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Rationalization (psychology)

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Rationalization is a defense mechanism (ego defense) in which apparent logical reasons are given to justify behavior that is motivated by unconscious instinctual impulses.[1] It is an attempt to find reasons for behaviors, especially one's own.[2] Rationalizations are used to defend against feelings of guilt, maintain self-respect, and protect oneself from criticism.

Rationalization happens in two steps:

  1. A decision, action, judgement is made for a given reason, or no (known) reason at all.
  2. A rationalization is performed, constructing a seemingly good or logical reason, as an attempt to justify the act after the fact (for oneself or others).

Rationalization encourages irrational or unacceptable behavior, motives, or feelings and often involves ad hoc hypothesizing. This process ranges from fully conscious (e.g. to present an external defense against ridicule from others) to mostly unconscious (e.g. to create a block against internal feelings of guilt or shame). People rationalize for various reasons—sometimes when we think we know ourselves better than we do. Rationalization may differentiate the original deterministic explanation of the behavior or feeling in question.[3][4][failed verification]

Many conclusions individuals come to do not fall under the definition of rationalization as the term is denoted above.


Quintilian and classical rhetoric used the term color for the presenting of an action in the most favourable possible perspective.[5] Laurence Sterne in the eighteenth century took up the point, arguing that, were a man to consider his actions, "he will soon find, that such of them, as strong inclination and custom have prompted him to commit, are generally dressed out and painted with all the false beauties [color] which, a soft and flattering hand can give them".[6]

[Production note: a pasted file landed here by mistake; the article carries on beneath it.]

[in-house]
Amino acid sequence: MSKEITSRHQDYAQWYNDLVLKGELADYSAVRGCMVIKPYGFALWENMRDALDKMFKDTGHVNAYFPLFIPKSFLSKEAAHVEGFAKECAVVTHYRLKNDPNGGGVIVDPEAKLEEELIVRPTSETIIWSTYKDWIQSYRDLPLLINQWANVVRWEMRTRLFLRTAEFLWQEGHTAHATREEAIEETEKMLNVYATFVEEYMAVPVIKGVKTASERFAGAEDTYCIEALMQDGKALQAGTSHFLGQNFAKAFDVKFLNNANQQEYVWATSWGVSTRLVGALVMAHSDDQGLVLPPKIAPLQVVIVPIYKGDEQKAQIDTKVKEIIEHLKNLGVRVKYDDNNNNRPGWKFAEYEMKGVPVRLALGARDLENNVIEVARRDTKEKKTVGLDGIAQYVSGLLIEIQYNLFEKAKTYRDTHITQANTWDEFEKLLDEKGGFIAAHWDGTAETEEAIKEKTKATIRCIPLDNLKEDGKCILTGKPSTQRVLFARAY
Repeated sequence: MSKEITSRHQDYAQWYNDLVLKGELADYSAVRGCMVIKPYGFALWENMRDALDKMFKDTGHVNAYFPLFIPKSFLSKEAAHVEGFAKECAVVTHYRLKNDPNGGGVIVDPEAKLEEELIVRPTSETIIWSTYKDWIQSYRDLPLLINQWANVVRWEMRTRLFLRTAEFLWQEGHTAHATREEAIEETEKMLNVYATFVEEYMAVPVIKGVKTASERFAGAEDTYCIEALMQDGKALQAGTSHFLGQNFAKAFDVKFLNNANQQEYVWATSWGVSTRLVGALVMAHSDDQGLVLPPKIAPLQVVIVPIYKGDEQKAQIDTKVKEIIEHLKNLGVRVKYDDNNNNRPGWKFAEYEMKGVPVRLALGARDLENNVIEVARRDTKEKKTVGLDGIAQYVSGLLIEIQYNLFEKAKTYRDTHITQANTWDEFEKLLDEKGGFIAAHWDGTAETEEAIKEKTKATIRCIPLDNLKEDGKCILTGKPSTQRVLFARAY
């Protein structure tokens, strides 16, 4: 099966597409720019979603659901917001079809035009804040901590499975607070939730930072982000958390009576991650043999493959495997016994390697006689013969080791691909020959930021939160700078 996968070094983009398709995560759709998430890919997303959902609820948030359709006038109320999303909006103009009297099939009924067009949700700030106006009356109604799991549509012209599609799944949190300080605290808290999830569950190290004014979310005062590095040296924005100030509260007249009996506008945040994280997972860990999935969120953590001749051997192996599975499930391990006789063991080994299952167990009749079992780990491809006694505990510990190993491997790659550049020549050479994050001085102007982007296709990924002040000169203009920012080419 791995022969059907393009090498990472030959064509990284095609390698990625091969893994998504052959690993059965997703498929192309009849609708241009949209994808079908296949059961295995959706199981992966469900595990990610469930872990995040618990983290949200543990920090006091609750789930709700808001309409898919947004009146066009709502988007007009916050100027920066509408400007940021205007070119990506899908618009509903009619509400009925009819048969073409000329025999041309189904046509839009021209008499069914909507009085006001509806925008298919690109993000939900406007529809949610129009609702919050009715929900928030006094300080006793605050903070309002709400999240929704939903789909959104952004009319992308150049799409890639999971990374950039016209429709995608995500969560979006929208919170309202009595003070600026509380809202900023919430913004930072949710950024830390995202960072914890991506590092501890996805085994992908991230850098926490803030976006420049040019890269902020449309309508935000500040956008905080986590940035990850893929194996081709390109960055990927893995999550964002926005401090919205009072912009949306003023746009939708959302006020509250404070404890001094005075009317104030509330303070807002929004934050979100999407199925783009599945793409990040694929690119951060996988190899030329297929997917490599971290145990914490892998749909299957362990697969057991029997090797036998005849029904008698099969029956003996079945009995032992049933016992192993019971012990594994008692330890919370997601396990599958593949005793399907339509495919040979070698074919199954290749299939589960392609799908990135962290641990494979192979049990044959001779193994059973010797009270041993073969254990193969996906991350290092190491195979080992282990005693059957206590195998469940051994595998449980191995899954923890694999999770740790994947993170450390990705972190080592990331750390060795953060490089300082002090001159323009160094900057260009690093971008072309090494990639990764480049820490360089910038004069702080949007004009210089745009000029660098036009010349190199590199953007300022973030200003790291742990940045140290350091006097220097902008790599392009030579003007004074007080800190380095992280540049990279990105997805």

DSM definition[edit]

According to the DSM-IV, rationalization occurs "when the individual deals with emotional conflict or internal or external stressors by concealing the true motivations for their own thoughts, actions, or feelings through the elaboration of reassuring or self serving but incorrect explanations".[7]



Egregious rationalizations intended to deflect blame can also take the form of ad hominem attacks or DARVO. Some rationalizations take the form of a comparison. Commonly, this is done to lessen the perception of an action's negative effects, to justify an action, or to excuse culpability:

  • "At least [what occurred] is not as bad as [a worse outcome]."
  • In response to an accusation: "At least I didn't [worse action than accused action]."
  • As a form of false choice: "Doing [undesirable action] is a lot better than [a worse action]."
  • In response to unfair or abusive behaviour from a separate individual or group to the person: "I must have done something wrong if they treat me like this."

Based on anecdotal and survey evidence, John Banja states that the medical field features a disproportionate amount of rationalization invoked in the "covering up" of mistakes.[8] Common excuses made are:

  • "Why disclose the error? The patient was going to die anyway."
  • "Telling the family about the error will only make them feel worse."
  • "It was the patient's fault. If he wasn't so (sick, etc.), this error wouldn't have caused so much harm."
  • "Well, we did our best. These things happen."
  • "If we're not totally and absolutely certain the error caused the harm, we don't have to tell."
  • "They're dead anyway, so there's no point in blaming anyone."

In 2018, Muel Kaptein and Martien van Helvoort developed a model, called the Amoralizations Alarm Clock, that covers all existing amoralizations in a logical way. Amoralizations, also called neutralizations, or rationalizations, are defined as justifications and excuses for deviant behavior. Amoralizations are important explanations for the rise and persistence of deviant behavior. There exist many different and overlapping techniques of amoralizations.[9]


  • Collective rationalizations are regularly constructed for acts of aggression,[10] based on exaltation of the in-group and demonization of the opposite side: as Fritz Perls put it, "Our own soldiers take care of the poor families; the enemy rapes them".[11]